Collateralised loan obligations (CLO) haven't got the best of reputations due to their role in the global financial crisis, but they've been making a comeback for several years now and in Asia are becoming increasingly popular with yield-starved asset owners.
They're also not considered as risky as they once were.
Even so, buyers should beware of the managers they bestow their trust with, especially if there's private direct lending in the underlying portfolio, investment experts say.
CLOs are financial vehicles that contain packages of loans, including leveraged loans, slotted into different levels of risk. The vehicles then issue bonds using these debts as collateral with different credit ratings and yields.
A major source of debt for CLOs is the US leveraged loan market, which S&P Global Intelligence last month said had reached a record $1.2 trillion.
Richard Tan, portfolio specialist for Asia of Mercer, told AsianInvestor that, although asset owners typically allocate less than 5% to CLOs, it “appears to be trending upwards.”
Although regarded as relatively sophisticated investment instruments, CLOs could yet be made “more digestible” over time, he added.
Deemed attractive for their income-yielding potential, CLOs are also seen being a potential portfolio diversifier from traditional fixed-income instruments.
“In Asia, generally institutional investors with scale, such as insurance companies, purchase tranches in a CLO with the intention of seeking low(er) risk and steady cash flow,” Tan said.
In particular, Chinese institutional investors are showing a growing appetite for CLOs, including China Taiping Insurance's subsidiary Taiping Investment Holdings.
There are potential traps where private direct lending is involved, though, due to a relative lack of transparency.
“As you move to the securitisation of smaller loans that are often private direct lending, [the] available information is reduced,” said Matthew Natcharian, head of structured credit for Barings. “They are not publicly rated but they will have private shadow ratings from the rating agencies, where they are submitted for a credit estimate. But that estimate is not a public rating and that's not available to others.”
In addition, private direct lending CLOs don’t trade often in the secondary market so there isn’t regular pricing.
“[The managers] can actively manage them but direct lending CLOs are a little harder to trade actively because there isn't much liquidity in that market,” Natcharian told AsianInvestor.
Lack of transparency aside, CLOs backed by private direct lending can add extra risk to investor portfolios in another respect: because many of these loans are often covenant-lite.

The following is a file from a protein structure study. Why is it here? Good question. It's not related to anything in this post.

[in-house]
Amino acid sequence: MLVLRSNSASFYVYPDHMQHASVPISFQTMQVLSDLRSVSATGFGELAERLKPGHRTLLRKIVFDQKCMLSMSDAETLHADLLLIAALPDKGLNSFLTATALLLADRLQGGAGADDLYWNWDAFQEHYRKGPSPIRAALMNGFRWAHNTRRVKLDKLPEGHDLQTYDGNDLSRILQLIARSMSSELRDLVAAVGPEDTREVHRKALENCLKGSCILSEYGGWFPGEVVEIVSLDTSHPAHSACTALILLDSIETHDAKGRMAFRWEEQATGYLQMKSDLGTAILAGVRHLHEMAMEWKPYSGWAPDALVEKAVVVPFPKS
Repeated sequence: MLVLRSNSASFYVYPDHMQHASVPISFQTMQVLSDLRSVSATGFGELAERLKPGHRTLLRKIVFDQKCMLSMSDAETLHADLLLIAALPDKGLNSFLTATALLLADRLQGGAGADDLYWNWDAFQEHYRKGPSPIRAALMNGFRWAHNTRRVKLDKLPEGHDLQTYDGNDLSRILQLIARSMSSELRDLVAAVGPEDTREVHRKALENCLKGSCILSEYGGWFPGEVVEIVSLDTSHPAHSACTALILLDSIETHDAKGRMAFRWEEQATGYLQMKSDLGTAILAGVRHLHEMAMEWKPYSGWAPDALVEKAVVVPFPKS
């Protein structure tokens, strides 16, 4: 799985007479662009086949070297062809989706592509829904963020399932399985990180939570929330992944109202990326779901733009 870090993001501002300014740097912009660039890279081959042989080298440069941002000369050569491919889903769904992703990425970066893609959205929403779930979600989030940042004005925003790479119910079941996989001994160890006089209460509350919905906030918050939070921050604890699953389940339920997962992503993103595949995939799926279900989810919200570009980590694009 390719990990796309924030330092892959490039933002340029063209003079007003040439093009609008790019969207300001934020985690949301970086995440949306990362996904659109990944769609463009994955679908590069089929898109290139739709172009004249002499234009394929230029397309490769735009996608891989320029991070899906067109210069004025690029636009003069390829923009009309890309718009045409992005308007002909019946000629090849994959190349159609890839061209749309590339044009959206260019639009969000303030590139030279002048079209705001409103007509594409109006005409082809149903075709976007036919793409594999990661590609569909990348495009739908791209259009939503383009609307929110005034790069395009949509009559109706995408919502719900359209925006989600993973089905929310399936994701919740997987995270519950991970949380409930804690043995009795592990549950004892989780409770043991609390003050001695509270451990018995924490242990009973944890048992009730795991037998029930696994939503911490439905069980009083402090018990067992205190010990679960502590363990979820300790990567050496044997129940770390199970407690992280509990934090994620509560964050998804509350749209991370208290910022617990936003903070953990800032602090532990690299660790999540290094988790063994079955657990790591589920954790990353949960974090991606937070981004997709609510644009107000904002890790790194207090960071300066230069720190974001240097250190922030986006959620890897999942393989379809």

“In corporate direct lending, it’s a borrower's market where loan quality is not the same as it used to be,” said Shawn Khazzam head of the alternatives solutions group for the Asia-Pacific region at JP Morgan Asset Management.
And loan covenants are crucial as they serve as an "early warning system and an opportunity" for investors to fix a bug before a borrower defaults, he said.
There is another side to the coin though, which is that private lending can be better secured and more stable because they don’t fluctuate with daily pricing. Plus, investors get some extra returns to compensate for the additional risks, Natcharian said.
“Because of that lack of transparency, the similarly rated tranches of those types of CLOs trade at a wider spread, so you do get compensated for that lack of liquidity,” he said.
As to whether CLOs with a higher proportion of private direct lending offer more perils to investors, Tan said, “jury is still out regarding this.”
“Some proponents argue that a CLO isn't that risky. For example, Guggenheim investments conducted a study which found that from 1994 to 2013, CLOs experienced significantly lower default rates than corporate bonds,” he said.
But that could conceivably change.
As Tan noted, with a low interest rate environment expected to persist for the foreseeable future “some investors [may be motivated] to take-on additional risks in search of higher returns.”
While CLOs are not the only option, he said that other private market strategies, where CLOs reside, could “potentially offer more conducive fundamentals for investment consideration.”
CLOs carrying private direct lending require deft handling by their managers to unlock their potential.
They also need “strong sourcing networks to find the right opportunities where they can get covenant-tight rather than covenant-lite,” Khazzam said.
But since they are less able to independently verify information, there is a greater element of trust required.
So it is very important for asset owners to conduct all the necessary due diligence on any prospective CLO managers before committing funds,” Natcharian and Khazzam agreed.
“As an investor you have to judge, are you picking up enough spread for that extra risk and are you confident in the manager that you have selected that they will do a good job managing the credit risks,” Natcharian said.
As Kevin Jeffrey, a senior portfolio specialist of Willis Towers Watson, advises investors: “lending as broadly as possible, and using appropriate skilled managers to invest, is in our view the best way to avoid unjustified risks in portfolios.”